Genghis Khan, Asian conqueror, on women’s rights

March 10, 2010, Wednesday/ 16:55:00
If anyone in central Asia 800 years ago could be called a feminist, one was Genghis Khan. Genghis Khan was a bloody oppressor who killed a prospective son-in-law because the man refused to marry one of his daughters. The Great Khan killed thousands with even less excuse. That was how things were in 13th-century Asia.

Genghis Khan was born to the Mongols, a small population of herders north of the Gobi desert. They taught both sexes to defend their stock. He grew up to father at least 11  children, mostly girls. At their weddings, he defined marriage in a Mongol metaphor, echoing the Chinese proverb: “Women hold up half the sky.”

“If a two-shaft cart breaks the second shaft, the ox cannot pull it,” he would say. “If a two-wheel cart breaks the second wheel, it cannot move.” Carts were indispensable to the nomadic Mongols. Women drove them; men were not permitted to ride in them unless they were sick. Women also made the felt tents that the carts carried and the Mongols lived in.

Healthy men, presumably, did better to get exercise on horseback, training for the cavalry that conquered the biggest empire the Eurasian continent has ever known.

“As an extension of a married woman’s ownership of the cart, the wife handled all issues related to money, barter or commerce,” writes Jack Weatherford, who has many sources for enticing stories that make “The Secret History of the Mongol Queens: How the Daughters of Genghis Khan Rescued His Empire” enjoyable.

Mongol troops spilled much blood to control the Silk Road route between China and western Europe, but they shunned doing business themselves.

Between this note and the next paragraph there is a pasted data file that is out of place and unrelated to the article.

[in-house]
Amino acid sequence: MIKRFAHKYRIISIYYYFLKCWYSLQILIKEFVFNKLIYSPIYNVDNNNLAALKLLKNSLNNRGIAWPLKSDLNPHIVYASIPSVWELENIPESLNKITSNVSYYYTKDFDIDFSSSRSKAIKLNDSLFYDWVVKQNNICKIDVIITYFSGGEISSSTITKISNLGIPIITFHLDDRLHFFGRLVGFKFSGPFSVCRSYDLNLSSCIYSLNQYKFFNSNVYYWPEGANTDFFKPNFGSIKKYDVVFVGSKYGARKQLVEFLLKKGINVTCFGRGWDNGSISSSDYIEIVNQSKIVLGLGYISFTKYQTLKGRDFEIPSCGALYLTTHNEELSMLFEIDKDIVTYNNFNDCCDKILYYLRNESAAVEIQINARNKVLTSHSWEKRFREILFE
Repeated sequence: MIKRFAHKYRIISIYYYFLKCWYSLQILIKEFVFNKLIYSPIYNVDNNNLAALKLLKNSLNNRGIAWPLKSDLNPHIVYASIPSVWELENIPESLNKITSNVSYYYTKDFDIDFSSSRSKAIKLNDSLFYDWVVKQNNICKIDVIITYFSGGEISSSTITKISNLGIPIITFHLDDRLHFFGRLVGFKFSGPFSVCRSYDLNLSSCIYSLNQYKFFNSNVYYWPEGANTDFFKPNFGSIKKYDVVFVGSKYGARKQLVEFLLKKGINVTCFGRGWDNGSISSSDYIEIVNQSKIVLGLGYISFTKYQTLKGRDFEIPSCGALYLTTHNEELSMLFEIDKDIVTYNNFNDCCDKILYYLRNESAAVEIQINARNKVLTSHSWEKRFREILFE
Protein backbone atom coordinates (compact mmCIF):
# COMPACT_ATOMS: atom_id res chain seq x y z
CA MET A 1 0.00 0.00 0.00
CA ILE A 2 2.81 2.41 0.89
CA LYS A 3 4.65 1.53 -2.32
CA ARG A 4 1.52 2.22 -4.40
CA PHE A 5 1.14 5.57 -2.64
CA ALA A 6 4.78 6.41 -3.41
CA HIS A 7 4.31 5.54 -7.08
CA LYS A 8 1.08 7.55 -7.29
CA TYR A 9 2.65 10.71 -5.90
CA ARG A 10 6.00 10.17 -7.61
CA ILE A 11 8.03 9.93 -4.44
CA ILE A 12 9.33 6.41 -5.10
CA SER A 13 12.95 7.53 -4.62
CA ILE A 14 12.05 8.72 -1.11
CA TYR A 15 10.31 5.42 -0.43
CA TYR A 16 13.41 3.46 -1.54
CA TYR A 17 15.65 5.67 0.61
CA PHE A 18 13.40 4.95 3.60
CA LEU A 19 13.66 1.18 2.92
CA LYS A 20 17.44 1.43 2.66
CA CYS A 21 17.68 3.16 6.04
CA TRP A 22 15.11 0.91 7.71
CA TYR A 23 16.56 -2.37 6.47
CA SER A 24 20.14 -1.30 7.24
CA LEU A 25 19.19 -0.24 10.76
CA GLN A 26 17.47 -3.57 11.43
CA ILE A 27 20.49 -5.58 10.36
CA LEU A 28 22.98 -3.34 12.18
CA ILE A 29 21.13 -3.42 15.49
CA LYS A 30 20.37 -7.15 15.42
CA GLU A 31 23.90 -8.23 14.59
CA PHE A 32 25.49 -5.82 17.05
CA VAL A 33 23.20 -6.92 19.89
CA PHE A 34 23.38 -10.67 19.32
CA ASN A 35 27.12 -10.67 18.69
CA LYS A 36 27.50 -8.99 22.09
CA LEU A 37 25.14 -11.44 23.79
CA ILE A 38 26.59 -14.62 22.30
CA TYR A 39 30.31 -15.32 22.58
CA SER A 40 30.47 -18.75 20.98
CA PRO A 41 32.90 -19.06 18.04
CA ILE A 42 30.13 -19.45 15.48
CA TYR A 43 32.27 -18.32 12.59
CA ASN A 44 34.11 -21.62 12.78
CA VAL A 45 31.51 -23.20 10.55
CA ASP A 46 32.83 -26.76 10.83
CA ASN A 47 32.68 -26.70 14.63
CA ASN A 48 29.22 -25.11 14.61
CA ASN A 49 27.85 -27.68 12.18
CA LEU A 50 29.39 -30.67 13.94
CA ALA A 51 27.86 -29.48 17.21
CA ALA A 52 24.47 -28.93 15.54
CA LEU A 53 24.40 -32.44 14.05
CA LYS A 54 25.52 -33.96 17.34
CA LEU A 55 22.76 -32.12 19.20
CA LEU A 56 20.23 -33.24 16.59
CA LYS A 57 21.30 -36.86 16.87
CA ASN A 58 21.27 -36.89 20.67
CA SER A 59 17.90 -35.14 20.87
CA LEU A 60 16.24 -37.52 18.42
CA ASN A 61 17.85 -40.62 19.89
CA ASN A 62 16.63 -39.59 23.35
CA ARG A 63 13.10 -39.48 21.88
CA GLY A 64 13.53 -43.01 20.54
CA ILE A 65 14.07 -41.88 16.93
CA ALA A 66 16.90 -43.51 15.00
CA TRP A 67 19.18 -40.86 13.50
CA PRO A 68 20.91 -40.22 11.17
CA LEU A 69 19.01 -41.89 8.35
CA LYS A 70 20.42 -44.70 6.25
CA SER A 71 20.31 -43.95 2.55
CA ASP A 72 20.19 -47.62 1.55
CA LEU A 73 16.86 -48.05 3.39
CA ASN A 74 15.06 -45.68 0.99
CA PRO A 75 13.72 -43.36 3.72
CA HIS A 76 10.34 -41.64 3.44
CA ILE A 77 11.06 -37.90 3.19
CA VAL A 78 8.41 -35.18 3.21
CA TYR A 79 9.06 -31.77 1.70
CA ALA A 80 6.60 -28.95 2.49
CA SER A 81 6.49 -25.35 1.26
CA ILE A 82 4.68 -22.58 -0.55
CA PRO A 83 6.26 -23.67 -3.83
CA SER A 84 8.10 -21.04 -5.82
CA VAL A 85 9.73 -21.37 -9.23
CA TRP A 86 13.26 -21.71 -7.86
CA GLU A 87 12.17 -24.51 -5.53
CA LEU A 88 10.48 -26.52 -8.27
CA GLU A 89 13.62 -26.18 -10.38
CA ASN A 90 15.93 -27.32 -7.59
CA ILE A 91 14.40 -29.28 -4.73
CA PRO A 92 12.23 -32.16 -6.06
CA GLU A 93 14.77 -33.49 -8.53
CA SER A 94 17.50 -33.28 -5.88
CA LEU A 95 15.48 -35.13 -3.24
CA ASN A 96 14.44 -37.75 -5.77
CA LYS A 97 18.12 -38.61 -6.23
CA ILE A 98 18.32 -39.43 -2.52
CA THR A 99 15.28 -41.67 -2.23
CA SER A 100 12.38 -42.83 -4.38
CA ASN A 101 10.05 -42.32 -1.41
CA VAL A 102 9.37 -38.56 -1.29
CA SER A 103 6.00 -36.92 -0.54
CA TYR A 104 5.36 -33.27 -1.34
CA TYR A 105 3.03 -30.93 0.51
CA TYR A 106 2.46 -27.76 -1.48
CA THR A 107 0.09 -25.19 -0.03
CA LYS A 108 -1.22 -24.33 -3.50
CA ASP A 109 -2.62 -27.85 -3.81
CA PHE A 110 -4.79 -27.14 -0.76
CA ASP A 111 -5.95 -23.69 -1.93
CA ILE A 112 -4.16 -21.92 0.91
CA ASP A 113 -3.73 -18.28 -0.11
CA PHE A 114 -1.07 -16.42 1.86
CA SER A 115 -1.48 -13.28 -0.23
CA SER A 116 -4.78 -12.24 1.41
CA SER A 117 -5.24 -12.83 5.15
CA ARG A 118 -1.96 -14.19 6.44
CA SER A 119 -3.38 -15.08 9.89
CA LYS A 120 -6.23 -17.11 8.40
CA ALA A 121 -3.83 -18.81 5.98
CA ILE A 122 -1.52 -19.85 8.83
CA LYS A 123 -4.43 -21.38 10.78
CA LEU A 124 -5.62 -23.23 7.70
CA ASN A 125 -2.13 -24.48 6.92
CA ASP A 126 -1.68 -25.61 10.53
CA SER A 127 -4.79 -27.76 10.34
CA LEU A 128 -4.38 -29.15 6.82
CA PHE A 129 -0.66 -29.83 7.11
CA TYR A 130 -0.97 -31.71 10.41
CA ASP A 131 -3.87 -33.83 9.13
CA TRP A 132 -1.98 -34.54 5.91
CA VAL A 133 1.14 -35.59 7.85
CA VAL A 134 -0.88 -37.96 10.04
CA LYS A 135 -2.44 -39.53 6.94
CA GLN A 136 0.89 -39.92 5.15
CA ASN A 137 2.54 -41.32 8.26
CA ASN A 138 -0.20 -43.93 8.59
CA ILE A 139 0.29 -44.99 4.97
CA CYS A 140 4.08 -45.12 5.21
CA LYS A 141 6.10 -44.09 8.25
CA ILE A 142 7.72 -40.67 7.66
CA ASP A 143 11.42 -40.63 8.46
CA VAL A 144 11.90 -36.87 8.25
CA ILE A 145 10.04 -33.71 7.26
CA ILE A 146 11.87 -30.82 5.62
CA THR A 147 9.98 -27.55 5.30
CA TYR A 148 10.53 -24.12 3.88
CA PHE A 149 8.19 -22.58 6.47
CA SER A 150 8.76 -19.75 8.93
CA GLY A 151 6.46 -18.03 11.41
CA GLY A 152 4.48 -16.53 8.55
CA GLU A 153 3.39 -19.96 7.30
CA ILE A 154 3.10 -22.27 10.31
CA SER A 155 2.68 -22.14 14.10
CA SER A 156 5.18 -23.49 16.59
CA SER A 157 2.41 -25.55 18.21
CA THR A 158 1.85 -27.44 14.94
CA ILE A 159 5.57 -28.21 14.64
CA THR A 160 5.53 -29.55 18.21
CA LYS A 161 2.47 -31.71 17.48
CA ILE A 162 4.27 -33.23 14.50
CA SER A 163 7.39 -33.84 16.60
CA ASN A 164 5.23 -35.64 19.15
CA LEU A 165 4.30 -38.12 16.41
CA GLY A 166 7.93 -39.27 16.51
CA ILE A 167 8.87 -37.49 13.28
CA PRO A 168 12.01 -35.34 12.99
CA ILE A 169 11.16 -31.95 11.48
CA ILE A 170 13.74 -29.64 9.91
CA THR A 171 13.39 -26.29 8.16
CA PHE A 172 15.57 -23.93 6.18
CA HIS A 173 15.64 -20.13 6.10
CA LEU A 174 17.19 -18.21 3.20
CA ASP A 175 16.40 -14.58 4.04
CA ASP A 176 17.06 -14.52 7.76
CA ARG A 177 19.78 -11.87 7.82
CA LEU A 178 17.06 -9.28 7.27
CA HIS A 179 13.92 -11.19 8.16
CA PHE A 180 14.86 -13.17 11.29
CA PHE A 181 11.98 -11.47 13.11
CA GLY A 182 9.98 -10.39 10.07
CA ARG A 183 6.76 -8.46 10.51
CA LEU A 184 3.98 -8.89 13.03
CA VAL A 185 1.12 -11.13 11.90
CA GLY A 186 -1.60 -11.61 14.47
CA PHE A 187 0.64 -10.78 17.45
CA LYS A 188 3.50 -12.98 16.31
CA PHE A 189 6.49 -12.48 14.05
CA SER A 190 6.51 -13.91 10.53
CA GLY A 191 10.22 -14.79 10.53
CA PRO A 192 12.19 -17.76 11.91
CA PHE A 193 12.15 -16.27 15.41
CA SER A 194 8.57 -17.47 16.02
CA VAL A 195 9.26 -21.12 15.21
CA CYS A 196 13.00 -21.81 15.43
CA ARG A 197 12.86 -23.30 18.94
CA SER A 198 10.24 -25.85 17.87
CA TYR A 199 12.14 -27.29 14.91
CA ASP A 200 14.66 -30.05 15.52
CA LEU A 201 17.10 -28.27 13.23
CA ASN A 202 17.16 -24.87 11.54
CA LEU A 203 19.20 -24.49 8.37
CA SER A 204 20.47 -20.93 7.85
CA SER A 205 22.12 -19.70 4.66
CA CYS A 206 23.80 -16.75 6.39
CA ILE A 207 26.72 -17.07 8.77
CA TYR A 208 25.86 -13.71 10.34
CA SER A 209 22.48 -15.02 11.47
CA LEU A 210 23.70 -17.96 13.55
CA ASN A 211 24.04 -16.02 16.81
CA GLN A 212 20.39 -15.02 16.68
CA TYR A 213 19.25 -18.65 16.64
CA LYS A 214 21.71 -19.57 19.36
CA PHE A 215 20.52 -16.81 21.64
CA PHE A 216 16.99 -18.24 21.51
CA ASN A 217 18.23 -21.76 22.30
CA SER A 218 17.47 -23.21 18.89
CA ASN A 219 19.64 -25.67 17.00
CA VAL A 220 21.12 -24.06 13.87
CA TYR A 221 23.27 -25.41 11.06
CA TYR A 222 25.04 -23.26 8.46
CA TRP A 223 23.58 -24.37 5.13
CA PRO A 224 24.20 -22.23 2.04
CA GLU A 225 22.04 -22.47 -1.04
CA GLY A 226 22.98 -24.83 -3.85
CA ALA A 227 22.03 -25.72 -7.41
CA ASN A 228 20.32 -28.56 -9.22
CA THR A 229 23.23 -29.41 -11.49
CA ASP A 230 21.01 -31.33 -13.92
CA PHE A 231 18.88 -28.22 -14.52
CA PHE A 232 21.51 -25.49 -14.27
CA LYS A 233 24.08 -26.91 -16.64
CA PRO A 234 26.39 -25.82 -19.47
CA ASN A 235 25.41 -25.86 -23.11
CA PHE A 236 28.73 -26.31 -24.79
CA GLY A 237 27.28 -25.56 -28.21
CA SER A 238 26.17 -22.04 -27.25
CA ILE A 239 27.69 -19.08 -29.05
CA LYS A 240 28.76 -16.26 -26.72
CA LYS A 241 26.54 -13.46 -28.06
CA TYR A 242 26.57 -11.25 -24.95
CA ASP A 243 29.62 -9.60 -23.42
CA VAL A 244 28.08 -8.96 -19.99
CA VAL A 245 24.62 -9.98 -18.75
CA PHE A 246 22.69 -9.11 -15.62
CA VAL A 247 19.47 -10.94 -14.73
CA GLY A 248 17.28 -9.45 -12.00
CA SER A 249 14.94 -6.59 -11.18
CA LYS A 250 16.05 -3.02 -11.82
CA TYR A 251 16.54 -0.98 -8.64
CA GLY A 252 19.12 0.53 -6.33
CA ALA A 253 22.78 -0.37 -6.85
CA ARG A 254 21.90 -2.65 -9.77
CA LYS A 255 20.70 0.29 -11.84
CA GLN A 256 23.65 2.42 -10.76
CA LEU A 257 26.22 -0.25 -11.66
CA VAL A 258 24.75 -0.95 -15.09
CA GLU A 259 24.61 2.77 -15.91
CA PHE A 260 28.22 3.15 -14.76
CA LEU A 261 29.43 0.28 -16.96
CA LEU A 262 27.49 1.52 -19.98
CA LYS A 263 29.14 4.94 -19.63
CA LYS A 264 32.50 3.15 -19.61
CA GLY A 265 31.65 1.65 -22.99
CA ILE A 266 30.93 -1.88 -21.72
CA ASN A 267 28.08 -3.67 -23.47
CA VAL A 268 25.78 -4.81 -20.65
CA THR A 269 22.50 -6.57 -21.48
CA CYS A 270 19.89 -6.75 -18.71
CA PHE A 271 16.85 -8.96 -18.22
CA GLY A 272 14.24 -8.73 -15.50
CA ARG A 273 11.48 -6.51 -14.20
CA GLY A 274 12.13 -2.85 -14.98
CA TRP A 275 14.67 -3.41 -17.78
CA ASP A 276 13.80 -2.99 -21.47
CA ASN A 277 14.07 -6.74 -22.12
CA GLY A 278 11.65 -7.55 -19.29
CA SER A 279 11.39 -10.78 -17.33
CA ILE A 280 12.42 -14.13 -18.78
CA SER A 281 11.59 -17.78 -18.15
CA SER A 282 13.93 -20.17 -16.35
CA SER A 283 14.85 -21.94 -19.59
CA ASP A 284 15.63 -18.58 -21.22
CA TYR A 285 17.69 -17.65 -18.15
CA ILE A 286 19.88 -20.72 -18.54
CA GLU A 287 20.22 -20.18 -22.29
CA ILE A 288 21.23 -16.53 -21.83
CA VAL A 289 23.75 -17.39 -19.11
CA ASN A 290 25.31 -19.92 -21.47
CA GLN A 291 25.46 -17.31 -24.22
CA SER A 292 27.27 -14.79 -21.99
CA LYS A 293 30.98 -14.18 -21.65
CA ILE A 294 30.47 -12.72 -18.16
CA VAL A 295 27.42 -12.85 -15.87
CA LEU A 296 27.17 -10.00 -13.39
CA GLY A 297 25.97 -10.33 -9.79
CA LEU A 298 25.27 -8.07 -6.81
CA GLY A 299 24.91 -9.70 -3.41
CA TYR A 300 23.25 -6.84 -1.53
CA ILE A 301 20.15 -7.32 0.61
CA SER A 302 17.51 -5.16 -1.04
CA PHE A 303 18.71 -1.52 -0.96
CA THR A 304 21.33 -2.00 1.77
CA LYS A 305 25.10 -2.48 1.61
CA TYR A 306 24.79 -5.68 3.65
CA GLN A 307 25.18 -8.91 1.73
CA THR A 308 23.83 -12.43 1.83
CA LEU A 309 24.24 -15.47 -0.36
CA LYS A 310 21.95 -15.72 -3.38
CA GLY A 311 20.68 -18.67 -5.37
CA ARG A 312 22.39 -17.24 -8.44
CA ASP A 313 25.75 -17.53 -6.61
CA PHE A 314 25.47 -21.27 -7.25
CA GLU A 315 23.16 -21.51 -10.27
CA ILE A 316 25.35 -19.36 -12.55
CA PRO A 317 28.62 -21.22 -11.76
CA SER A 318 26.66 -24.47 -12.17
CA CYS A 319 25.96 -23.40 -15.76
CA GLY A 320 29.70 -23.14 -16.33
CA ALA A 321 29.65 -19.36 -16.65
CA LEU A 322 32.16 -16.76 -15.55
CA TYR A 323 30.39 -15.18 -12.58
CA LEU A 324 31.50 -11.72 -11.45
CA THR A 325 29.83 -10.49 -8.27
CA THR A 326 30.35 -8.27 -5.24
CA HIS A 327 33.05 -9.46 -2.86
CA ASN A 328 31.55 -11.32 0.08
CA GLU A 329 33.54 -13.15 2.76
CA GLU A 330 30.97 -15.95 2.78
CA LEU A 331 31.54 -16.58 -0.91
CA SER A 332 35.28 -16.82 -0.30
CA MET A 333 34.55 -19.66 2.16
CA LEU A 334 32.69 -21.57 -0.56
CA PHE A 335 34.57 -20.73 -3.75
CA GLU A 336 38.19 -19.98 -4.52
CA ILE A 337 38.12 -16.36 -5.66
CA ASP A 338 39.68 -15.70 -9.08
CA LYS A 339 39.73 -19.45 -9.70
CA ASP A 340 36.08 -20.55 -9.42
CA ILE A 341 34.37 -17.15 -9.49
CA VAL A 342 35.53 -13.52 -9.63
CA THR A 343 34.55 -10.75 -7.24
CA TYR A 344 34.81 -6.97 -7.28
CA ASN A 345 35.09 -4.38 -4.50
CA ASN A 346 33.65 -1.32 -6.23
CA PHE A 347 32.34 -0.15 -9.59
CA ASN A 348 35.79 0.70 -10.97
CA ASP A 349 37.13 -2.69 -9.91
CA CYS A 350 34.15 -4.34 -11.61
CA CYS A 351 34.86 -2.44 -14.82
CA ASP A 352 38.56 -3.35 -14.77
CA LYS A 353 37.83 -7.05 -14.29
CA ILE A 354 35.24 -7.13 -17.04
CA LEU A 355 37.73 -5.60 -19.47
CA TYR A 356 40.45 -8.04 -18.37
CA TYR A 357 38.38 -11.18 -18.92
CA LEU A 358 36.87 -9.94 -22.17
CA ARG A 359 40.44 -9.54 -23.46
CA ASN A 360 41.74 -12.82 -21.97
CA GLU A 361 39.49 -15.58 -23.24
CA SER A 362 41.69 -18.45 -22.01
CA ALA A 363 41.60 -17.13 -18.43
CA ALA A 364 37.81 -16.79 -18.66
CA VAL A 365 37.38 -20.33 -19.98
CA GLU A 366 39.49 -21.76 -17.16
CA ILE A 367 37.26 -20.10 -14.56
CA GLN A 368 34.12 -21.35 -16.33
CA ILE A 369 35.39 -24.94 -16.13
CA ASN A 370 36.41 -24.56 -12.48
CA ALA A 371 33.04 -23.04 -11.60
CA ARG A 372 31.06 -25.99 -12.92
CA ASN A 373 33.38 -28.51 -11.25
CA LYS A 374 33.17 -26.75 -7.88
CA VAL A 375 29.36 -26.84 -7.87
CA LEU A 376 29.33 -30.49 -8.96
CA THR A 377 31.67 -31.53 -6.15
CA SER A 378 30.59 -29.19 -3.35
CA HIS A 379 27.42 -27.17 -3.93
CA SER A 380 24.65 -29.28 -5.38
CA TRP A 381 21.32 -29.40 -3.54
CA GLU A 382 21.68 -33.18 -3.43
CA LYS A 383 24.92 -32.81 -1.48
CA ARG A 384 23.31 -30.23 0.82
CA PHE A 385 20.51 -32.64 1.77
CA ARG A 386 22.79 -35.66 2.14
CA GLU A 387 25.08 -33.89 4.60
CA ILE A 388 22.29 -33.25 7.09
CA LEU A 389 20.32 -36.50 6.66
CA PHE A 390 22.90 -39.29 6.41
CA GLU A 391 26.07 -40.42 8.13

Weatherford researched his subject while teaching cultural anthropology at Macalester College in St. Paul, Minnesota. Additional anecdotes and oddities that already make the book hard to put down might have come from a mysterious gap in one of his main sources: “The Secret History of the Mongols,” from Genghis Khan’s own time. The manuscript tells of a speech he made at another wedding, where he detailed the titles, lands and other benefits he had bestowed on his sons. “Let us reward our female offspring,” he went on. Just at that point someone -- chronicler, copyist, censor, principled misogynist? -- clumsily cut out part of the manuscript, leaving it uncertain whether Genghis Khan had  seven or eight daughters.

Genghis Khan saw to it that the bride got a better deal than the groom. She was named a princess. The service of a groom took the form of an army post from which he was often  sent on dangerous missions. The prestige was high, and so was the casualty rate. The  consorts were quickly replaceable, often by a son, brother or nephew of the deceased.


“The Secret History of the Mongol Queens: How the Daughters of Genghis Khan Rescued His Empire,” by Jack Weatherford, published by Crown Publishers, $26 in hardcover ISBN: 978-0307407153 Carl Hartman AP
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